cover image Poems for Children Nowhere Near Old Enough to Vote

Poems for Children Nowhere Near Old Enough to Vote

Carl Sandburg, Astvan Banyai, Carl Sandburg Family Trust. Alfred A. Knopf Books for Young Readers, $15 (48pp) ISBN 978-0-679-88990-8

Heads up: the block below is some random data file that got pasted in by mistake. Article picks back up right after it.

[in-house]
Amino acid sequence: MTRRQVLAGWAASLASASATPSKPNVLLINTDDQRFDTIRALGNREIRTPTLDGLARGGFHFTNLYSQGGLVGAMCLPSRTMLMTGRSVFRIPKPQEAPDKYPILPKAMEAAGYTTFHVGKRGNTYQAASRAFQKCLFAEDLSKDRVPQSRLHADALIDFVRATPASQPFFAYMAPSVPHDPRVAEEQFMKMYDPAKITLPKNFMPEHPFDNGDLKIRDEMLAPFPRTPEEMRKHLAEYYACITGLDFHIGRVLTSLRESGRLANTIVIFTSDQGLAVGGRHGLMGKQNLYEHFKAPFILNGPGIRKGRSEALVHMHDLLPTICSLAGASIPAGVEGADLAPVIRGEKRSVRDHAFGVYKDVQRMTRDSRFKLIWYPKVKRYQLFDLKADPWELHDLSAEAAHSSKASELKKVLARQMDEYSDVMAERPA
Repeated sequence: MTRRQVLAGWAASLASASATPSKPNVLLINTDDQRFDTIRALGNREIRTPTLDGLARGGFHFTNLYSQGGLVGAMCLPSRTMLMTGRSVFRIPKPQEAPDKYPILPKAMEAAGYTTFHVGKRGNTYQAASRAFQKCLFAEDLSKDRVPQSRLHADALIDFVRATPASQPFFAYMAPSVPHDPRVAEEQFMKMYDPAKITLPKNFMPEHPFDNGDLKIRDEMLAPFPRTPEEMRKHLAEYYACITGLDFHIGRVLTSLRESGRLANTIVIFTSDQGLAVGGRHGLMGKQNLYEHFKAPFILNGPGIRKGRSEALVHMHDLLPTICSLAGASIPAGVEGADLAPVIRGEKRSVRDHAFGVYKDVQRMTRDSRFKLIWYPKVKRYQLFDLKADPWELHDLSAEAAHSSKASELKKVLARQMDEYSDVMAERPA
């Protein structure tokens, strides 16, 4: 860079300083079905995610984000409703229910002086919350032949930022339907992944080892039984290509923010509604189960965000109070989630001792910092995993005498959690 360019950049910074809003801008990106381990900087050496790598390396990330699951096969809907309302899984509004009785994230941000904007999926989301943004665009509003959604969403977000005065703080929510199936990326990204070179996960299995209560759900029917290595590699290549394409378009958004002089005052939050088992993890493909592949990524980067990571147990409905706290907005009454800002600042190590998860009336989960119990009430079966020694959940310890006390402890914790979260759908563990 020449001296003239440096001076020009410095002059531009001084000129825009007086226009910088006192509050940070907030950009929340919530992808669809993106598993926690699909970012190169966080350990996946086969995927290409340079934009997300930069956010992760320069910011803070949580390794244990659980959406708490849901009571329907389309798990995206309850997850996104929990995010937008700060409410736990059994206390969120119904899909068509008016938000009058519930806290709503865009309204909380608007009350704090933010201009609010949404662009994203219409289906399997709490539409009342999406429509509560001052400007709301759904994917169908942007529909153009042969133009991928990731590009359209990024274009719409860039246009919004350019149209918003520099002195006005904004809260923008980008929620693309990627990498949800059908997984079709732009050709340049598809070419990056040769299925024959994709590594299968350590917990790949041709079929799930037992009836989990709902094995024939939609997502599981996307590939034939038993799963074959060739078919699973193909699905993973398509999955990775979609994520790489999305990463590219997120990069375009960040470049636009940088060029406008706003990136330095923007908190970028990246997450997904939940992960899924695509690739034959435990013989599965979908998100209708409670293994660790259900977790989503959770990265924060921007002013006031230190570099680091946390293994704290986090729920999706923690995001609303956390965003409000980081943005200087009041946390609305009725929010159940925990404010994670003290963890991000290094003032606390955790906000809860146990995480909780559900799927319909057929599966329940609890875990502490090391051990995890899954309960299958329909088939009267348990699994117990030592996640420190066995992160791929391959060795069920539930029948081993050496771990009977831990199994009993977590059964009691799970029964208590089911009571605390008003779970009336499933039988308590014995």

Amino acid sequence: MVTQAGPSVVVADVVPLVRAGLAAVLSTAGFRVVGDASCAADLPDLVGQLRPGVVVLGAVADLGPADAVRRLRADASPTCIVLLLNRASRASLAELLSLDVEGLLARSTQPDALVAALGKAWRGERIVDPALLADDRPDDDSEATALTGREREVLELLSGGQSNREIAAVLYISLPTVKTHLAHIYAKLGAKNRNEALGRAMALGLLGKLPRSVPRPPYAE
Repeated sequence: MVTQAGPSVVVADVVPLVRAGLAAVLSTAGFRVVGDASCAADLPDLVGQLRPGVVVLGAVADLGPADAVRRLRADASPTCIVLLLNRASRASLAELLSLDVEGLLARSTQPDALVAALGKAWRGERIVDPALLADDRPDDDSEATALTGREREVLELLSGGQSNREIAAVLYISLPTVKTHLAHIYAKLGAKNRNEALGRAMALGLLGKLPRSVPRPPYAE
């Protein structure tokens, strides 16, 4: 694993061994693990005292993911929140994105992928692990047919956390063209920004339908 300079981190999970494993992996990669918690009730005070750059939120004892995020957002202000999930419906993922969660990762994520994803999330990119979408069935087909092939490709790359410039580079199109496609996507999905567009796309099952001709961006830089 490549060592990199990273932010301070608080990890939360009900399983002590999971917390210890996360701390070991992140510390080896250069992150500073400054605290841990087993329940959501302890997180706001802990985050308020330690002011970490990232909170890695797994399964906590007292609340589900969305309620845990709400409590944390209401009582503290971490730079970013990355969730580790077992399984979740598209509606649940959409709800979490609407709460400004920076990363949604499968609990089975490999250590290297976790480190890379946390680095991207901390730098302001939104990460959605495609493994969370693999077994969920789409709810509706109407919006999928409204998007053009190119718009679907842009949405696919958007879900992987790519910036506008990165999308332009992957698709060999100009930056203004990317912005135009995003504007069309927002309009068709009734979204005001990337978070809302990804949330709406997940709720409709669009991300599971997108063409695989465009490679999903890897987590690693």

Wrested from obscurity in the archives of the University of Illinois at Urbana-Champaign library, this bizarre collection of Sandburg's previously unpublished children's verse is not without its droll charms. The poems themselves are uneven, as befits unfinished work; almost all define homely objects or body parts. Many of the lines are somewhat pedestrian (""Toes are to wash when you take a bath"" in ""Toes""; ""Pencils are to hold when you write"" in ""Pencils""), but they generally lead to an arresting twist (""The big toe likes itself very well""). The tone of the book as a whole is determinedly eccentric, right from the brief introduction by compilers George and Willene Hendrick: ""Poets are sometimes forgetful...."" The narrow, five-by-nine-inch pages look as if they had been designed to be carried in a breast pocket. Banyai's (Zoom) black-and-white art includes surrealistic surprises, as when a pencil-headed man is sharpened by a knife. His imagery depends in great part on his fanciful way with the type. The title page, for example, is laid out to resemble a doctor's eye chart; inside, some letters are made to resemble the concepts to which they refer, as when the letter ""o"" in the word ""nobody"" bounces down the stairs that are formed by the previous lines of the poem. But the idiosyncratic trappings don't disguise the underdone contents: there's less here than meets the eye. Ages 10-up. (Mar.)